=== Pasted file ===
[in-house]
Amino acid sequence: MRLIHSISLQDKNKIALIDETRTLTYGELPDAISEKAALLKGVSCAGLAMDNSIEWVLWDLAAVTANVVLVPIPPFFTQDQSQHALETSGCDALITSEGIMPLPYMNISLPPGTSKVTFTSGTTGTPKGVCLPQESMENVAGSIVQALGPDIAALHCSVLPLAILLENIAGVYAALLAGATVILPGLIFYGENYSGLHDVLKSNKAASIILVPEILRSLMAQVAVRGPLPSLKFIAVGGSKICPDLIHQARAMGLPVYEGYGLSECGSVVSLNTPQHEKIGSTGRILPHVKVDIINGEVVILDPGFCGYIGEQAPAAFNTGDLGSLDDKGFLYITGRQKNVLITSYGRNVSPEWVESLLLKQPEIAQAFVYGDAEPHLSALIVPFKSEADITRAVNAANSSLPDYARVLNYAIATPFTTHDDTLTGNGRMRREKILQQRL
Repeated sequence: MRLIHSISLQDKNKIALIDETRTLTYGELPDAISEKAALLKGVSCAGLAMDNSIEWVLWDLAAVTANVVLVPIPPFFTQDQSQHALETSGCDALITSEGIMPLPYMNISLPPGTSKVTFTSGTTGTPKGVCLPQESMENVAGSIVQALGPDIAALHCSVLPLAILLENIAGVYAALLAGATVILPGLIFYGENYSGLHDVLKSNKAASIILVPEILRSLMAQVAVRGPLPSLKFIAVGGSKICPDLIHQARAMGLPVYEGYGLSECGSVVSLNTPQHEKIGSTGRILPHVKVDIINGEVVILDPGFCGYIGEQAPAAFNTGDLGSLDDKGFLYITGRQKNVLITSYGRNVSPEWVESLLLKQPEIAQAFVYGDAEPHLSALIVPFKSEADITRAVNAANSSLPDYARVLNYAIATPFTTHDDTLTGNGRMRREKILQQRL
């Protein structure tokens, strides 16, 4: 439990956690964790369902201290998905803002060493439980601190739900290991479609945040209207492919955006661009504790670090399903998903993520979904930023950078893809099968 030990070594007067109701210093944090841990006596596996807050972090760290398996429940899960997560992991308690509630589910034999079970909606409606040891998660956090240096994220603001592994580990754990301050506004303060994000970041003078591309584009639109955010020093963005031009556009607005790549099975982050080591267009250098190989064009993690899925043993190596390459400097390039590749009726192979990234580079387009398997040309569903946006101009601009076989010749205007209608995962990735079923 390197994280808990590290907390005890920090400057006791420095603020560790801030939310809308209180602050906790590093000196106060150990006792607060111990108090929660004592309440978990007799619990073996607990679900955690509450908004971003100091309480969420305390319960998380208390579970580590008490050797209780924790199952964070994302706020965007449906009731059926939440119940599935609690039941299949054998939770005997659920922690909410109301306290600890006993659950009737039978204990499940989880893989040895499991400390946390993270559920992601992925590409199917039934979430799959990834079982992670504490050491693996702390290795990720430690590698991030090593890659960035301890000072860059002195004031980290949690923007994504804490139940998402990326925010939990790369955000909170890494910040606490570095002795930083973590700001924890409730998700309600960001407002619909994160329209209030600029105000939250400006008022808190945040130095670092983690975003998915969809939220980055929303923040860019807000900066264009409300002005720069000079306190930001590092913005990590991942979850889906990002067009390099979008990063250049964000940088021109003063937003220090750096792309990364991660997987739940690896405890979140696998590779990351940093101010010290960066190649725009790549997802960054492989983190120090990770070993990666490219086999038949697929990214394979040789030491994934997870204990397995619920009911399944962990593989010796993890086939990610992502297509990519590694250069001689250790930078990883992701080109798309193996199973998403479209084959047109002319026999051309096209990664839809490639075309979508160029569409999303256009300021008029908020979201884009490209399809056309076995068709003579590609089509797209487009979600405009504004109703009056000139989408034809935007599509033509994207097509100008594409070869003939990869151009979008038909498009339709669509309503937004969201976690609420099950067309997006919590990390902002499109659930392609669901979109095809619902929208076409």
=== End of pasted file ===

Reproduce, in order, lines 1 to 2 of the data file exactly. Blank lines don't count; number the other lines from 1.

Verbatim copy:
[in-house]
Amino acid sequence: MRLIHSISLQDKNKIALIDETRTLTYGELPDAISEKAALLKGVSCAGLAMDNSIEWVLWDLAAVTANVVLVPIPPFFTQDQSQHALETSGCDALITSEGIMPLPYMNISLPPGTSKVTFTSGTTGTPKGVCLPQESMENVAGSIVQALGPDIAALHCSVLPLAILLENIAGVYAALLAGATVILPGLIFYGENYSGLHDVLKSNKAASIILVPEILRSLMAQVAVRGPLPSLKFIAVGGSKICPDLIHQARAMGLPVYEGYGLSECGSVVSLNTPQHEKIGSTGRILPHVKVDIINGEVVILDPGFCGYIGEQAPAAFNTGDLGSLDDKGFLYITGRQKNVLITSYGRNVSPEWVESLLLKQPEIAQAFVYGDAEPHLSALIVPFKSEADITRAVNAANSSLPDYARVLNYAIATPFTTHDDTLTGNGRMRREKILQQRL